Concept in axiomatic set theory

The elements of the power set of the set {

*x*,

*y*,

*z*}

ordered with respect to

inclusion.

In mathematics, the **axiom of power set** is one of the Zermelo–Fraenkel axioms of axiomatic set theory.

In the formal language of the Zermelo–Fraenkel axioms, the axiom reads:

- $\forall x\,\exists y\,\forall z\,[z\in y\iff \forall w\,(w\in z\Rightarrow w\in x)]$

where *y* is the Power set of *x*, ${\mathcal {P))(x)$.

In English, this says:

- Given any set
*x*, there is a set ${\mathcal {P))(x)$ such that, given any set *z*, this set *z* is a member of ${\mathcal {P))(x)$ if and only if every element of *z* is also an element of *x*.

More succinctly: *for every set $x$, there is a set ${\mathcal {P))(x)$ consisting precisely of the subsets of $x$.*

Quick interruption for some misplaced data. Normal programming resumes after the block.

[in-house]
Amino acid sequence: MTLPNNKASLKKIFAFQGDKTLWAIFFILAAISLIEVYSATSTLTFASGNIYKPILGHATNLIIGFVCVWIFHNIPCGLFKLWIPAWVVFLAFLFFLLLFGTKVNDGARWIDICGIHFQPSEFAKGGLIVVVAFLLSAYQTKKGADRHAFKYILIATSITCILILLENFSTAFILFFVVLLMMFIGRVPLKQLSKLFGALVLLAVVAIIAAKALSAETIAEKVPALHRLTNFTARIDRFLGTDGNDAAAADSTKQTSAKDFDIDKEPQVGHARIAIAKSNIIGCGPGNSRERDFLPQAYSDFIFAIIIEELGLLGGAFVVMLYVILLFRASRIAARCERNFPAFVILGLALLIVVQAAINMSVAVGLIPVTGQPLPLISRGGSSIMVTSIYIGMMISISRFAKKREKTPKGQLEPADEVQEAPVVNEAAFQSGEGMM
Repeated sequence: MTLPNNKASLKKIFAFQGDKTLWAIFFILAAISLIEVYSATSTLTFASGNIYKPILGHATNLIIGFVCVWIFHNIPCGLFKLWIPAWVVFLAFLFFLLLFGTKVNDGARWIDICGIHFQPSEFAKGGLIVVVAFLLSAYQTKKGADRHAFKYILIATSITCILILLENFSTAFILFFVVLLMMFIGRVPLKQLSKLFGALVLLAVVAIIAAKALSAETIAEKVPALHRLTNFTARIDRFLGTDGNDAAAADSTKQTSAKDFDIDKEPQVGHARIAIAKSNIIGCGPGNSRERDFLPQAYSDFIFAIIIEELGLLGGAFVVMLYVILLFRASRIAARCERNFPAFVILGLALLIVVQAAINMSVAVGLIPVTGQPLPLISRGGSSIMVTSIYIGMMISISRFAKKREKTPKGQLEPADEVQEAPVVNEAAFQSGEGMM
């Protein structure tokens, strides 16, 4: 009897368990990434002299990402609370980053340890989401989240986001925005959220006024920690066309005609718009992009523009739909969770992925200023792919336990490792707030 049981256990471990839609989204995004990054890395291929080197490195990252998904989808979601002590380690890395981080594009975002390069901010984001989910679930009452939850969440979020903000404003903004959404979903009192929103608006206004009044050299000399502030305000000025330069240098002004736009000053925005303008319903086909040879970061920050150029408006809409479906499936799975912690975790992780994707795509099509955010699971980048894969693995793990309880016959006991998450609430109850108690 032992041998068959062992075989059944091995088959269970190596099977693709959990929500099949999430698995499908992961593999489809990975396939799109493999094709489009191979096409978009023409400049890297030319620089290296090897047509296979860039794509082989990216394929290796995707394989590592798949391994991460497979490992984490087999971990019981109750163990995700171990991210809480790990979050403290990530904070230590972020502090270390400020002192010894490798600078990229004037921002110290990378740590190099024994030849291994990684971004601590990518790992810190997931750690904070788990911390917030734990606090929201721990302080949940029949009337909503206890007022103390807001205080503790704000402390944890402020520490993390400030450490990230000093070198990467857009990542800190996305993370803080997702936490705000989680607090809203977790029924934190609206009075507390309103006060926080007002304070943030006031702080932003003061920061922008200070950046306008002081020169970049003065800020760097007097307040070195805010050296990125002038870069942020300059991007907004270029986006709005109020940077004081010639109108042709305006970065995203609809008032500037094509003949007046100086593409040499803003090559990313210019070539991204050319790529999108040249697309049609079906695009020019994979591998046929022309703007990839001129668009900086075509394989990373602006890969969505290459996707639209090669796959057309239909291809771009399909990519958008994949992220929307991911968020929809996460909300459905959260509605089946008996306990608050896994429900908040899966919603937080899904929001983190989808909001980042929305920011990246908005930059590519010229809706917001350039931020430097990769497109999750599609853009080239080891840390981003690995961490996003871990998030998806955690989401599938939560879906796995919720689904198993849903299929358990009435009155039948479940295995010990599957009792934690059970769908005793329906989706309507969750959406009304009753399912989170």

Note the subset relation $\subseteq$ is not used in the formal definition as subset is not a primitive relation in formal set theory; rather, subset is defined in terms of set membership, $\in$. By the axiom of extensionality, the set ${\mathcal {P))(x)$ is unique.

The axiom of power set appears in most axiomatizations of set theory. It is generally considered uncontroversial, although constructive set theory prefers a weaker version to resolve concerns about predicativity.

##
Consequences

The power set axiom allows a simple definition of the Cartesian product of two sets $X$ and $Y$:

- $X\times Y=\{(x,y):x\in X\land y\in Y\}.$

Notice that

- $x,y\in X\cup Y$
- $\{x\},\{x,y\}\in {\mathcal {P))(X\cup Y)$

and, for example, considering a model using the Kuratowski ordered pair,

- $(x,y)=\{\{x\},\{x,y\}\}\in {\mathcal {P))({\mathcal {P))(X\cup Y))$

and thus the Cartesian product is a set since

- $X\times Y\subseteq {\mathcal {P))({\mathcal {P))(X\cup Y)).$

One may define the Cartesian product of any finite collection of sets recursively:

- $X_{1}\times \cdots \times X_{n}=(X_{1}\times \cdots \times X_{n-1})\times X_{n}.$

Note that the existence of the Cartesian product can be proved without using the power set axiom, as in the case of the Kripke–Platek set theory.